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Cary Hawkins

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Is Education Reform Really Possible?

In watching several talks on education reform here in the United States, I began to wonder, is this reform actually possible? I ask this because currently in order to enact any reform one must be a certified teacher, attempting to reform a failed system, but in order to do so one must be a product of this failed education system. So I am curious to hear other takes on this issue. Keep in mind I am not a teacher, merely a philosophy student who finds the circular issue of reform coming from within an already failed system troublesome.

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    May 15 2013: There are lots of reforms in education taking place every day. This has been true for many decades. New people enter the profession, new people become leaders, new research and training becomes available, and experiments that worked in some cases are replicated in others.

    People who enter teaching went to k12 schools of different quality in which there were striking differences in the pedagogy and effectiveness from one teacher to the next and then to universities where they also experienced many different styles of instruction. People also come to teach in schools who have worked in different kinds of organizations in which people learn together, try things and succeed, and try things and fail. We move through many models of learning in our lives.

    Further teachers typically go through certification programs in which they learn and practice different styles of teaching and receive training after they are in the classroom as well as feedback from those who supervise or evaluate them.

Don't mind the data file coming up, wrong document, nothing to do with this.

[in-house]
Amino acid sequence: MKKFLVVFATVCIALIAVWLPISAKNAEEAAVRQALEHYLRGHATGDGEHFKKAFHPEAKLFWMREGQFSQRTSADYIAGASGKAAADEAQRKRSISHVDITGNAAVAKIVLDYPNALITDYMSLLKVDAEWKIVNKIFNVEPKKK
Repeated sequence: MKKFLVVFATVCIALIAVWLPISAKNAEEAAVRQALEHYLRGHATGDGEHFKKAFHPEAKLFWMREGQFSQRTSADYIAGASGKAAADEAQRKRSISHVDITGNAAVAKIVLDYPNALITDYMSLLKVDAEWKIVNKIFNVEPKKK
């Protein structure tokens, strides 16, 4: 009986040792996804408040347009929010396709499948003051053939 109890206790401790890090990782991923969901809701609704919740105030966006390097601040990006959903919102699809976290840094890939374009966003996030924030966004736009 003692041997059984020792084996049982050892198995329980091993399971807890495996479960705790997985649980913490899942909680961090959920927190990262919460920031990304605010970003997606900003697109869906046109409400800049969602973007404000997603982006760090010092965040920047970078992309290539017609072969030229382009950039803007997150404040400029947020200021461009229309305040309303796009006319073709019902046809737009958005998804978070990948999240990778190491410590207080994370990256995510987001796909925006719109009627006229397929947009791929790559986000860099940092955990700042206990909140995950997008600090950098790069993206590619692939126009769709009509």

So I know education reform can, and does happen, every day through inventive educators and those they influence.
    • May 16 2013: Fritzie,
      I would argue utterly against the notion that reform is constantly taking place within the american education system. In order for that to happen there would have to be a revolution of sorts. And my issue isnt necessarily with individual schools, the system as a whole I am referring to. Take for instance, can you name more than one secondary education school that teaches philosophy? Instead of looking to develop a system where the student is considered as more of a peer whom is learning but able to develop their own ideas, we teach regurgitation of knowledge. Does this truly count as education? I would argue not only is it not education it is exactly what I am pointing to as inherently wrong in the system and why its failing. Certifications are nothing more than the regurgitation of knowledge.
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        May 16 2013: I believe you if you tell me that you have taught regurgitation of knowledge or that that was your experience as a student at at school. However that is not what I saw in my three kids' secondary educations (public or private) nor in the classrooms I have visited (of which there have been many). So at the very least your claim of what "we do" is not a very universal "we."